Sunday, November 29, 2009

Western Catholics need to know their Eastern extended Family

My sister heard about someone with the same first and last name today and that totally weirds us both out. We have a pretty rare last name to start with. I'm used to having a very uncommon first AND last name. In my life I've fielded hundreds of comments about my first name, hopefully in a charitable manner.

What is your reaction when you meet somebody with the same last name or even full name? When I hear of someone with the same last name, it makes me glad! I have lots of extended family, but only one living grandmother with my last name and I don't think anyone else outside of my immediate family. We didn't grow up with any extended family living in the same STATE and very few (I think less than a dozen) opportunities to go to Oregon meet extended family.

It's my nature to see a tie between the way things make me feel. Maybe having very little family growing up is why I was so excited to learn about the Eastern Catholic churches when I was a high schooler. It was something I learned about on my own and it was like finding out I had long-lost family in my own city. Most Catholics are Roman, and most Romans never have an experience of the divine liturgy outside of their own parishes, or even know that the Roman Church is one of almost two dozen (much smaller) Churches in the Catholic Church, most of which were spin-offs from Orthodox Churches. They have distincive liturgical rites descending from about half a dozen non-Roman traditions, but all holding the same Catholic beliefs about what takes place in the Mass/Divine Liturgy.

If you are Catholic, please check them out! Pope Benedict XVI is going down in history as the Pope of Christian Unity, and it really behooves us to be knowledgeable about Eastern Christianity in order to grow closer to the still-separated Eastern ORTHODOX by learning more about the Eastern CATHOLIC Churches that centuries ago came back to us from them.

While we profess the same faith and doctrines, the Second Vatican Council urged Eastern Catholics to return to their distinctive traditions, as some had been coerced into adopting some Roman traditions. Roman rite Catholicism isn't supposed to become Eastern or vice versa in order for us to have more unity but it's good for us to know more about Eastern Catholicism, as they know a lot about their more widely known Roman sister church. It's only polite.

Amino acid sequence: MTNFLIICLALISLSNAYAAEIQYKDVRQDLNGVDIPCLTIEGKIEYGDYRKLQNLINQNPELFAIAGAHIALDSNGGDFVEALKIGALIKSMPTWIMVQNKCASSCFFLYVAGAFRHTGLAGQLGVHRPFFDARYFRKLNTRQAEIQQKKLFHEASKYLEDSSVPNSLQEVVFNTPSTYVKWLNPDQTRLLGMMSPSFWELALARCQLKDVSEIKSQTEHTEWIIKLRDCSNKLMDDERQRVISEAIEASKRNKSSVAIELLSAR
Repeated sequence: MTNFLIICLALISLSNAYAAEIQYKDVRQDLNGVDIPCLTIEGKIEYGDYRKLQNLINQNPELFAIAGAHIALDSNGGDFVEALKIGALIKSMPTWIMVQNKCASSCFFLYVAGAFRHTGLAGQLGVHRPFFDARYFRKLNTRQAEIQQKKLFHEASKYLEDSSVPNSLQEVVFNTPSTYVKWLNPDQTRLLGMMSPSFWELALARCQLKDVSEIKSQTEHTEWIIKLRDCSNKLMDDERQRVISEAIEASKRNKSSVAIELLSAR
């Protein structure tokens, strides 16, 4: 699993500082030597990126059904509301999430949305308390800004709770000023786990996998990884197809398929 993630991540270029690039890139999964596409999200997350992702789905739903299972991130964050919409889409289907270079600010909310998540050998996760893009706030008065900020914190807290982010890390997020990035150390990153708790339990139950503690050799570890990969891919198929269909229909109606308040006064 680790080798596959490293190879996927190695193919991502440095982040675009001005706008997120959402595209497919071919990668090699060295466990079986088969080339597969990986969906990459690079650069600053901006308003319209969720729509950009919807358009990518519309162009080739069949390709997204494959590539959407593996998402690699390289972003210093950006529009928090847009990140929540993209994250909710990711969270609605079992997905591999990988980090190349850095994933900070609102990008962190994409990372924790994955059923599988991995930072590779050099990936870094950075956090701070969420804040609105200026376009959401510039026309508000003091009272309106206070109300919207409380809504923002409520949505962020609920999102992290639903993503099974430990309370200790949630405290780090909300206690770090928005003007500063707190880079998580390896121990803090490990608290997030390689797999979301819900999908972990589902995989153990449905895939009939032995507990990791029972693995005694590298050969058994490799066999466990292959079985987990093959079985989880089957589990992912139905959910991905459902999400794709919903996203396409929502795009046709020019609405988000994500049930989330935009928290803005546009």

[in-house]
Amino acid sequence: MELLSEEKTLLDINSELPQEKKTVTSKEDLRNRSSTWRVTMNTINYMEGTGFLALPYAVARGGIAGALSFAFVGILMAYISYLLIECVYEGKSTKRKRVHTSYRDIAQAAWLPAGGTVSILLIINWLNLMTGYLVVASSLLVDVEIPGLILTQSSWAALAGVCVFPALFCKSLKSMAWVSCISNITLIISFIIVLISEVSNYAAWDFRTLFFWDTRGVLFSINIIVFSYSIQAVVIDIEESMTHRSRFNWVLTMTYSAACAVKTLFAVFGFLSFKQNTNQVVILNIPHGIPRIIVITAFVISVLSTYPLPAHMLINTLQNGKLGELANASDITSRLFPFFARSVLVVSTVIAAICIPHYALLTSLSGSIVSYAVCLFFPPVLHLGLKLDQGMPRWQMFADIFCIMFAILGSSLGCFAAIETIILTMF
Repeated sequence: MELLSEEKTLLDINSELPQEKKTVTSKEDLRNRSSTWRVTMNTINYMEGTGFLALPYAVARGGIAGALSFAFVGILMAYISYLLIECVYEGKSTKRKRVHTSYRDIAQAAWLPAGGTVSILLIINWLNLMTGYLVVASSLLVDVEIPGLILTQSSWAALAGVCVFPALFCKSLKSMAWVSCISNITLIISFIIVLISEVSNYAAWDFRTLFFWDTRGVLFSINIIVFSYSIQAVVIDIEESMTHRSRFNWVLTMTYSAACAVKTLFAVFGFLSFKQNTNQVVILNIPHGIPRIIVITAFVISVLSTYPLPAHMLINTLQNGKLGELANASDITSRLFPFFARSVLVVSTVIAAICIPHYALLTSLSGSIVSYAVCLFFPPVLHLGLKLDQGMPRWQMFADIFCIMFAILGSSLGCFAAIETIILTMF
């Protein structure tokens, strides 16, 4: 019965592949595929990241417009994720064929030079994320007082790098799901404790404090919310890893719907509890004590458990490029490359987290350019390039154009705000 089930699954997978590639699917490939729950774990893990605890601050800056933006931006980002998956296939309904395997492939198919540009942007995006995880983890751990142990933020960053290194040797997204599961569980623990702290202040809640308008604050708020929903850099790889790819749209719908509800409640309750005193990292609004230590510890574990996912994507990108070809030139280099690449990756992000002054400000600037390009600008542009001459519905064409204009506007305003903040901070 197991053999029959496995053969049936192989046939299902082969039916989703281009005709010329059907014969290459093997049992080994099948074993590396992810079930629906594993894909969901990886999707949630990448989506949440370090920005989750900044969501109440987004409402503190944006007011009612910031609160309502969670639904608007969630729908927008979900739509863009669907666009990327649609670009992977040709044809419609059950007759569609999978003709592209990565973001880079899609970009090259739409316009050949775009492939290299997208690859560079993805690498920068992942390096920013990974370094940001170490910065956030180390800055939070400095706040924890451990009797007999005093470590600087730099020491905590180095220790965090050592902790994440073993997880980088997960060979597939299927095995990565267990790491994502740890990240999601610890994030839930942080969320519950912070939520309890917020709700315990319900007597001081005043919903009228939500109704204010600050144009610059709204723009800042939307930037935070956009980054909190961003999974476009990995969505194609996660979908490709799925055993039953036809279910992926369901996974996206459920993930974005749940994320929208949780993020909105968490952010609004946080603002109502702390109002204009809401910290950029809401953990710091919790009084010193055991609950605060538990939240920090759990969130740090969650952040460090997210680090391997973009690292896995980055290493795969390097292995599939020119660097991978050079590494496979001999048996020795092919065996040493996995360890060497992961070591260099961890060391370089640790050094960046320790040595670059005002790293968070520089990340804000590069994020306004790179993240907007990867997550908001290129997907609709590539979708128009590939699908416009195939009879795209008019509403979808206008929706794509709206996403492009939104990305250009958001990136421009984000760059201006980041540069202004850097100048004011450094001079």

Thursday, March 19, 2009

When Lenten Penances Are Too Light

From Matthew Kelly's book, "Rediscovering Catholicism":
The forty days of Lent are an ideal period for renewal. Lent is the perfect span of time to form new life-giving habits and abandon old self-destructive habits. But most of us just give up candy and, when Easter arrives, we are no further advanced spiritually than we were at the beginning of Lent.
In the interest of full disclosure, my only formally avowed Lenten penance was to drive exactly the speed limit. For some people, that might be huge, but for me, I already never drove more than 5 mph over. Kudos to those who caught the faulty self-justification in my italicized words there. So anyway, my Lenten discipline brings me more peace on the road, but as I told some friends, I didn't feel that it was sufficiently "Lenty" enough when I resolved to do it.

I post this quote because it hit be right between the eyes when I read it. If I'd had more presence of mind I'm sure I would have told myself "aw snap, me!" but as I said I was stunned, and thus introspective at that moment. Ah, opportunity: missed.

My knee-jerk reflex when reading a passage like the Matthew Kelly above is to self-justify. Ex: Sure my Lenten discipline is meager but "I'm doing more spiritual reading this year" and "I'm planning on entering a theology undergraduate program" blah blah. But I do enough self-justifying...and it's endemic to the culture.

Anyway, I love this book of his but I've been listening to some of his talks online and I don't like them at all. It's really weird because the other day I just about came to blows (figuratively, internet-style) with somebody who was knocking this book. I took it as a personal affront. (The guy is clearly still wrong, by the way :^)

But I'm going to be honest, if I ever meet Mr. Kelly and he utters one of his buzz-phrases such as "best version of yourself" and "Spiritual North Star", I'd beg him to never, ever use those phrases ever again. I've become aware that I'm not the only one who finds his overuse of those phrases tiresome. For the love, Mr. Kelly, please: think of the children.